At the Sign of ‘The Manger’

caravansary
Caravanserai by Francis Hoyland

At the Sign of ‘The Manger’

Innkeeping’s an hon’rable trade,
Whatever they say –
We’re a welcome light at the end-of-day –
We’re a dry roof and roaring fire
That’s safe from the wolf and the bandit’s blade
When legs begin to tire –
And ev’ryone can call us home
Who come from Babylon to Rome,
Or pilgrims to Jerusalem –
You won’t catch us refusing them,
As long as we get paid.
Or caravans from out the East,
Or shepherds after one last feast
Before they spend their weeks upon the hills.
Our stable yard is filled with strangers –
Merchants, rabbis, farmers, rangers –
And the horses, camels, asses
Of the ever-moving masses,
Who seek shelter from the season’s chills.

But last month, after years of this life,
Of seeing it all – I saw a first.
A man leading a donkey bearing his wife
Who was bearing his child –
Poor beast !  I mean, what a load !
She was so big, fit to burst.
I tell you, it fair got me riled, my friend,
To make her travel so close to her end
On such a bumpy road.
And busy too, this time of year,
With wanderers from far and near
All passing through and moving on,
Who all descend upon our rooms –
It’s boomtime for the hostelries,
We’re busier than bees.

So when they banged upon my door,
I knew I hadn’t even got
A patch of floor to offer them –
Not even room to fit a cot.
Now don’t condemn –
When I, my wife and staff, the lot,
Had long since given up our beds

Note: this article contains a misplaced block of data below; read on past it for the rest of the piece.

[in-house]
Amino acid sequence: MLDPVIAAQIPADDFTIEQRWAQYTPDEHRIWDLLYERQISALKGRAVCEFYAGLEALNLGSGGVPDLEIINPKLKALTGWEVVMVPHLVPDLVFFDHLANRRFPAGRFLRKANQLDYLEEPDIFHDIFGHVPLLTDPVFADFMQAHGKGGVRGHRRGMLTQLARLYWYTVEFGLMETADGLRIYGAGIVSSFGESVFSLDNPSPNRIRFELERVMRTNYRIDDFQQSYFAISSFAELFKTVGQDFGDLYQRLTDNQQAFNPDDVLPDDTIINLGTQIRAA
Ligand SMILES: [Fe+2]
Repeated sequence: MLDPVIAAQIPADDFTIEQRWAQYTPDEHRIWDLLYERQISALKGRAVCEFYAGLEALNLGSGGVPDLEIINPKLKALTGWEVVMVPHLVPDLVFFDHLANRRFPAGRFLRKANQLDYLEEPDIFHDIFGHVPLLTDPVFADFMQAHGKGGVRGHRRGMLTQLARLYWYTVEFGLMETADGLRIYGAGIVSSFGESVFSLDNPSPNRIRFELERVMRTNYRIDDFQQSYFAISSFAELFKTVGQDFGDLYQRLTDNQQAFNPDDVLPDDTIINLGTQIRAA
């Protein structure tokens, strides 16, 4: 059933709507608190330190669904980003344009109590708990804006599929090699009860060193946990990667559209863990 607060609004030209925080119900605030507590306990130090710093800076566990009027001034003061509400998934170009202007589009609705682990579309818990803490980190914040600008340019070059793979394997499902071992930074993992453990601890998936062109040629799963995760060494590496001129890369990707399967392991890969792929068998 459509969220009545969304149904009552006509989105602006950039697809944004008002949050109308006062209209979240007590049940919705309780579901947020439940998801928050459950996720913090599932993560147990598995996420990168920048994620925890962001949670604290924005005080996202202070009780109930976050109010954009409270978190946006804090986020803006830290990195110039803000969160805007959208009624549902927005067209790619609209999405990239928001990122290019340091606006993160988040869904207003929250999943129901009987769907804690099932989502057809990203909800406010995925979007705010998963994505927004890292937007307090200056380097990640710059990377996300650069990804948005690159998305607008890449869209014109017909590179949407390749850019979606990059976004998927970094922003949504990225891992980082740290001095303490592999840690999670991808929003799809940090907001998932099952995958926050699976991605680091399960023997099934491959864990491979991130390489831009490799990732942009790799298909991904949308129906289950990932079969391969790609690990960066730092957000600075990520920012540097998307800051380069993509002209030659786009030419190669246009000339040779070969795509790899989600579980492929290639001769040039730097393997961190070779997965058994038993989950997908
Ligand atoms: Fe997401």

For other needful, weary heads.
And yet…how could we leave them out to rot ?
Maybe they were on the run,
I wonder what they’ve done ?  But you know what ?
We still could not, and so instead,
We offered them the cattle shed, for what it’s worth.

The place was red with afterbirth
Before the rising of the sun.
Between the ox-cart and the ploughs,
She laid the kid upon the hay
That otherwise would feed the cows.
And when we could, we brought a tray
And kept an eye that all was well –
She understood, but truth to tell
We’d fifty other guests to serve each day.
And they were on their way before I knew it,
After just a week or two –
Heading home or onto somewhere new.
I guess I wish them well and all,
And maybe someday years from now
The child will come around to call,
And maybe make it big somehow.
They were the stranger sort of strangers, sure enough,
In all they did,
But still, they didn’t lack for love to pass down to their kid.

Ah well, better air the rooms and see the beds get made,
Then pop down to the well to draw some water.
But don’t you see, an innkeeper’s a good and honest trade ?
Just ask that couple and their newborn daughter.

Leave a Reply

Fill in your details below or click an icon to log in:

WordPress.com Logo

You are commenting using your WordPress.com account. Log Out /  Change )

Google photo

You are commenting using your Google account. Log Out /  Change )

Twitter picture

You are commenting using your Twitter account. Log Out /  Change )

Facebook photo

You are commenting using your Facebook account. Log Out /  Change )

Connecting to %s